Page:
Just so I'm clear on this, I could theoretically attach the ground wire of a servo to the negative of a battery?

By the way, this may be my biggest FAIL yet, but the current coming out of the battery's + end is actually negative current, right?

Be vary careful working with these, as they do easily catch fire with mishandling.

Using 2 of these batteries in series would be 7.4 volts, which servos can possibly handle, but is out of spec for most. Current use will be proportionally increased with voltage. However it appears that max current use by the servos is always expected, something that is rarely the case. Even under moderate loads, current will be somewhat less than the max rated. 

One statement : "maybe I put two in series and the rest in paralell, for the maximum life at the 6 V "  : seems to indicate a bit if series-parallel confusion. If you series 2 cells for a higher voltage, any added batteries placed in parallel must also add up to that series voltage so that the first pack of 2 does not discharge into the added batteries. So 2 batteries in series paralleled with another 2 in series would work to provide both double the current and double the voltage of just one pack. Trying to add a single battery in parallel with a series of 2 would discharge the pair until they reached the 3.7 volts of the single. (Or more likely until a fire started).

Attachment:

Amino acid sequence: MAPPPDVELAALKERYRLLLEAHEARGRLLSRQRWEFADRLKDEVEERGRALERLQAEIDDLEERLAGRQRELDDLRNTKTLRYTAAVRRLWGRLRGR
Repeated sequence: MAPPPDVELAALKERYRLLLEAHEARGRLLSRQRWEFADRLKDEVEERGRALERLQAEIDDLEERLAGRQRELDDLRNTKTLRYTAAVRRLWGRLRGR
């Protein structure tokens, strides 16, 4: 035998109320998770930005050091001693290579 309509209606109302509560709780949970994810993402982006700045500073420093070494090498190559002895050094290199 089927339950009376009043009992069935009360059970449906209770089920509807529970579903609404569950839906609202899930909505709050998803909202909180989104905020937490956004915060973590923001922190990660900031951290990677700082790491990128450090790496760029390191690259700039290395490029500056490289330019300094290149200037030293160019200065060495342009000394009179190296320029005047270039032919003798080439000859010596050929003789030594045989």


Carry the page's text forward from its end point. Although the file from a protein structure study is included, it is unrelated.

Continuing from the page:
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You can't put stuff backwards through an LED, which prevents backwards discharge. You're saying optimum configuration is 2 and 2?